Comanche in Comanche County, Texas — The American South (West South Central)
Reconfiguration of Comanche County by the State in 1858 led to a relocation of its county seat. In 1859 local land developer Captain John Duncan donated 200 acres here for a townsite to serve as Comanche County seat. Duncan's deed specified that sufficient portions of the donated acreage be set aside for a graveyard, churches, and schools. A cemetery consisting of about 5.5 acres was established and named Oakwood for the impressive oak trees which graced the site.
The earliest marked grave is that of one-year-old John Neely, who died in January 1861. Since its establishment the cemetery has been the property of the City of Comanche and has served as a community graveyard. Parcels of land orginally owned by John Duncan and conveyed to William and Sue (Shortridge) Martin in 1895 were added to the cemetery over the years and represent a majority of its acreage.
The cemetery contains the interments of numerous veterans of conflicts ranging from the Republic of Texas era to the present, including both Union and Confederate soldiers from the Civil War. Also buried here are pioneers of this area and their descendants, state and
Erected 1994 by Texas Historical Commission. (Marker Number 3660.)
Topics. This historical marker is listed in this topic list: Cemeteries & Burial Sites. A significant historical month for this entry is January 1861.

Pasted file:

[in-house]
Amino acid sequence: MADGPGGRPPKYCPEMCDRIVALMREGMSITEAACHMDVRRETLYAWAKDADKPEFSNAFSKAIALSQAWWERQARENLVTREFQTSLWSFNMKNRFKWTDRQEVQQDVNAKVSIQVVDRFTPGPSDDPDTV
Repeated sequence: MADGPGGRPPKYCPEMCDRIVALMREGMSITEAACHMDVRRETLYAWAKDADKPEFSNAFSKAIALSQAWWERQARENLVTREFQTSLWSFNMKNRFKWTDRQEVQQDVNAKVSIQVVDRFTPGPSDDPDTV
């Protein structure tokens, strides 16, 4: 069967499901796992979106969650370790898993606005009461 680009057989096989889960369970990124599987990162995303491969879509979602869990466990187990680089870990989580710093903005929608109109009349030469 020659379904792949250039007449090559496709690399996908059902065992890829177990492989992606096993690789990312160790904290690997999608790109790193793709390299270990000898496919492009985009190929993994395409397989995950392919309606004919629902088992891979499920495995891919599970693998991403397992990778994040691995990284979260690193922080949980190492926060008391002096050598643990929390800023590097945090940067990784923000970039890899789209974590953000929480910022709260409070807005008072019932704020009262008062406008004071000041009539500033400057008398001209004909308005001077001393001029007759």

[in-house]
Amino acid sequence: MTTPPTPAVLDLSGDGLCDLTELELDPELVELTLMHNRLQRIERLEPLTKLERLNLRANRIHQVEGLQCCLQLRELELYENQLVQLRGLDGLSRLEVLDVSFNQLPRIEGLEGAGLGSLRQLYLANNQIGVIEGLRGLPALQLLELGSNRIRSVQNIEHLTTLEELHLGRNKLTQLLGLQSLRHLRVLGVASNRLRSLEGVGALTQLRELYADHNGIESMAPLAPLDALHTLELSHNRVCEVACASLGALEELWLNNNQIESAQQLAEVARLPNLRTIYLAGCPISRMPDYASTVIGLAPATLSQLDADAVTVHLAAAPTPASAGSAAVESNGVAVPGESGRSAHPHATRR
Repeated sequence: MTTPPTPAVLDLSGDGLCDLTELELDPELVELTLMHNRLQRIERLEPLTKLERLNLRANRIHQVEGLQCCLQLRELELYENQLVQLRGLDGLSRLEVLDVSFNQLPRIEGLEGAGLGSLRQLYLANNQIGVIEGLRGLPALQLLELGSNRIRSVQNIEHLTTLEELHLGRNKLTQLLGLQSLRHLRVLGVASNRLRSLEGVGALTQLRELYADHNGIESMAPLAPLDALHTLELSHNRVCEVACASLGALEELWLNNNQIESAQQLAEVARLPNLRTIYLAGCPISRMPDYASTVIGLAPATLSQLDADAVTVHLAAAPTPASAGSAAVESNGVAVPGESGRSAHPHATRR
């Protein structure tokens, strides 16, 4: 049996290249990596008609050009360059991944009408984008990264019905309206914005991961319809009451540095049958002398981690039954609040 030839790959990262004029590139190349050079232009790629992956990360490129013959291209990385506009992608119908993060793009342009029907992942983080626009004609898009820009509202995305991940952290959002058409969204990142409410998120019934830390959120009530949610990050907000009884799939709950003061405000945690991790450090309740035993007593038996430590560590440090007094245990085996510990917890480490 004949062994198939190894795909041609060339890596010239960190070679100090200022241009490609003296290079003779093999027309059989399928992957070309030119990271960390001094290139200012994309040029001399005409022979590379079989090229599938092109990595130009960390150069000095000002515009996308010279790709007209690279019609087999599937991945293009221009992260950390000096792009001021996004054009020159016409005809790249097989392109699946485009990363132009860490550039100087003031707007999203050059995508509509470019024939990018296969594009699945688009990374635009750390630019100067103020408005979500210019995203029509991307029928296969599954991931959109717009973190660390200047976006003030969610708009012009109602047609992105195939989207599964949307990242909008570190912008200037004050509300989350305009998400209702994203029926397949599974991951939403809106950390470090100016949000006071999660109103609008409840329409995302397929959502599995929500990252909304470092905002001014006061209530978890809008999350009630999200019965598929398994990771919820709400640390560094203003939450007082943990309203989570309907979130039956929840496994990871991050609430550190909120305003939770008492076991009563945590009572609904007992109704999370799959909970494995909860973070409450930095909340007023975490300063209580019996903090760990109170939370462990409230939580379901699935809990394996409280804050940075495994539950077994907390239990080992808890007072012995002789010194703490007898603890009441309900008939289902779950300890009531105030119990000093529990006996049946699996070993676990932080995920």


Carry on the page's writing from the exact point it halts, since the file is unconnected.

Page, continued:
Location. 31° 54.444′ N, 98° 36.048′ W. Marker is in Comanche, Texas, in Comanche County. Marker is on Bryan Street near East Cedar Avenue, on the right when traveling north. The marker is in front of the Cemetery Directory on Bryan Street. Touch for map. Marker is in this post office area: Comanche TX 76442, United States of America. Touch for directions.
Other nearby markers. At least 8 other markers are within walking distance of this marker. M.R. (Boss) Greene (within shouting distance of this marker); George Washington Gentry (about 300 feet away, measured in a direct line); St. Matthews Episcopal Church (approx. 0.4 miles away); Central Christian Church of Comanche (approx. half a mile away); Site of John Wesley Hardin's Murder of Deputy Sheriff Charles Webb (approx. 0.6 miles away); Jo G. Hardin and Cousins (approx. 0.7 miles away); Texas Longhorn (approx. 0.7 miles away); John Wesley Hardin (approx. 0.7 miles away). Touch for a list and map of all markers in Comanche.
Also see . . . Comanche Texas History. TexasEscapes.com (Submitted on October 16, 2020, by James Hulse of Medina, Texas.)
Credits. This page was last revised on October 17, 2020. It was originally submitted on October 16, 2020, by James Hulse of Medina, Texas. This page has been viewed 53 times since then and 9 times this year. Photos: 1, 2, 3, 4, 5. submitted on October 16, 2020, by James Hulse of Medina, Texas. • J. Makali Bruton was the editor who published this page.